Tech Hiring Set to Rise in 2015: Dice Survey

Dice Hiring Survey

Demand for tech professionals isn’t slowing down anytime soon, according to nearly 800 tech-focused hiring managers. In fact, tech-hiring intentions for the first half of 2015 are record breaking.

Heading into the new year, 75 percent of recruiters anticipate hiring more tech professionals in the first six months of 2015 than the last six months of 2014, an all-time high for Dice’s semi-annual hiring survey. That’s five points greater than mid-year and two points greater than December 2013.

Nearly three quarters (72 percent) of companies are planning to expand by more than 10 percent in early 2015, another record breaker for Dice. Sixty-eight percent of recruiters anticipated hiring over 10 percent more professionals six months ago, and 65 percent projected such a large-scale hiring push a year ago. So, tech professionals looking for a job or considering leaving their current one should really take advantage of this opportunity.

Dice Hiring Survey

“The year ahead looks bright for tech professionals. In high demand and with hiring managers looking to hire a substantial number of new hires, tech professionals really have strong negotiating power,” said Shravan Goli, President of Dice.

Candidates today are more confident in their marketability, with 64 percent of hiring managers seeing candidates ask for more money, an increase of three points from mid-year, and 40 percent seeing an increase in the number of voluntary departures, a six-point jump from June.

With high turnover rates, counteroffers are becoming more commonplace. In fact, 43 percent of recruiters noted seeing or offering more counteroffers to retain existing staff, a ten point upturn from six months ago.

Dice Hiring Survey

Time to fill open positions has lengthened relative to last year, according to 46 percent of recruiters. While in large part due to the limited pool of qualified talent, 42 percent also cited increased discernibility as a reason for longer vacancy durations.

Like the last six months of 2014, hiring managers are particularly interested in the experienced candidate. The majority (76 percent) are hiring for positions requiring six to 10 years of experience, while four in 10 (40 percent) are hiring for positions requiring more than 10 years of experience.

Dice Hiring Survey

According to 10 percent of recruiters, layoffs are likely in early 2015, a slight tick down from the 12 percent who said this in the mid-year survey, which is a positive signal for employment.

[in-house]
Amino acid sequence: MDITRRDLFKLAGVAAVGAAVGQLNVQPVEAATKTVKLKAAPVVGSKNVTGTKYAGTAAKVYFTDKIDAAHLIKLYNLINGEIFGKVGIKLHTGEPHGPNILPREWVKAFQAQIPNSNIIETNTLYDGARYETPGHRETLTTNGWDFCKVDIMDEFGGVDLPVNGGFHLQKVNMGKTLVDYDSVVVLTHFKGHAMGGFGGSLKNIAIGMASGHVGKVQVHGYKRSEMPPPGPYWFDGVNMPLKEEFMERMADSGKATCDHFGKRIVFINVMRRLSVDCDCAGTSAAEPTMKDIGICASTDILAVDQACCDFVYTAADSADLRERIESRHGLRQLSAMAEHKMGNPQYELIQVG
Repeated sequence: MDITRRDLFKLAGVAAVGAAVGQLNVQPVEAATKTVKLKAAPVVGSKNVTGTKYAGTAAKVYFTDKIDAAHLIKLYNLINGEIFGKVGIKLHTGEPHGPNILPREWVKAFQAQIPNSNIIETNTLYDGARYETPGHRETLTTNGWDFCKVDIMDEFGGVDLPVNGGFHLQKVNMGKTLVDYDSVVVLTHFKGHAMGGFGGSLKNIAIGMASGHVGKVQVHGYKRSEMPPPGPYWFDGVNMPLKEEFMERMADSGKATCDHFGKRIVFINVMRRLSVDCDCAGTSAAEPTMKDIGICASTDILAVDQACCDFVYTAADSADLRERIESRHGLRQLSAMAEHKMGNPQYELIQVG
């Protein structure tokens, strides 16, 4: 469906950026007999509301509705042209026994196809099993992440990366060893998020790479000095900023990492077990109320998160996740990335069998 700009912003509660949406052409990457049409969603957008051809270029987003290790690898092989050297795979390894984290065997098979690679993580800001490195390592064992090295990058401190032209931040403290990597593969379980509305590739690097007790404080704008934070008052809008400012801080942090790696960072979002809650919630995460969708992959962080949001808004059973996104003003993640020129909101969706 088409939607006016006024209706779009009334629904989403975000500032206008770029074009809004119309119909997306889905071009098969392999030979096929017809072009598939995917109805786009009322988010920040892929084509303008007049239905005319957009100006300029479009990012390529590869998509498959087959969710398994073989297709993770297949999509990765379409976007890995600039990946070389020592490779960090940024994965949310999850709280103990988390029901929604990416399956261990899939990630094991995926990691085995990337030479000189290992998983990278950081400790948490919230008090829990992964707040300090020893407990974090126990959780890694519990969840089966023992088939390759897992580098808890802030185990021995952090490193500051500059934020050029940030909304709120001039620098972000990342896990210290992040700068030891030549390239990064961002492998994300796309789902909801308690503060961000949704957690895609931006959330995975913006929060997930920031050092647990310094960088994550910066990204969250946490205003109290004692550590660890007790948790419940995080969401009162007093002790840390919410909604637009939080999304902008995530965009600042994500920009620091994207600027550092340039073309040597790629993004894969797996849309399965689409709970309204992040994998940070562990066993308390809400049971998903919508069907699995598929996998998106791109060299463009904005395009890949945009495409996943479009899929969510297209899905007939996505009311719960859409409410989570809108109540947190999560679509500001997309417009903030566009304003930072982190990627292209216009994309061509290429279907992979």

About the Survey

From November 10 to November 14, 2014, Dice surveyed human resource managers, recruiters, consulting and staffing companies from every region of the country who primarily hire or recruit technology professionals. With 776 responding to the survey, 33 percent identified as recruiting for their own corporate needs. Of the respondent group, 20 percent worked for companies with more than 500 employees.

Image: Dice

30 Responses to “Tech Hiring Set to Rise in 2015: Dice Survey”

    • juancarlos

      I’be found that in nyc, with the right skill-set, a well paying IT job is very easy to come by here. I have 1 to 10 recruiters getting in touch with me every month. It’s nice to have lots of options.

  1. Then why are so many Americans in America with decades of knowledge working with data unemployed?

    Could it be because we only create around 100,000 jobs per year in the Science, Technology, Engineering and Mathematical fields like I show in the following article?

    Could the hiring that they anticipate just be the normal “churn” where people leave one contract or job and go on to another contract or job?

    And when the number of H-1B visas issued over the last 15 years exceeds the number of jobs created, would that also not be a cause why Americans in America are being displaced despite these rosy forecasts?

    How about we do more to Keep America At Work by putting Americans back to work in America?

    • I agree with the H1-Bs being out of control. Unfortunately the Government thinks that the labor pool are full of dummies, or is it just political correctness.

      I can’t communicate with these people because their English is so poor. How does that improve the workplace.

    • Tony Stark

      Looks like you may be living in the wrong city or have the wrong skillset. Here in Austin there is more of an issue with not enough tech workers to fill the jobs so now the companies coming in a stealing workers from each other. The same is and has been happening in Seattle and Silicon Valley. There are thousands of tech jobs created every year in these cities and I personally get 3-4 calls a day from recruiters so they are telling the truth in this article.

      • Come visit me
        I’m one hour west of you on hwy 290
        We can talk data
        I apply in austin all the time as do I in San Antonio.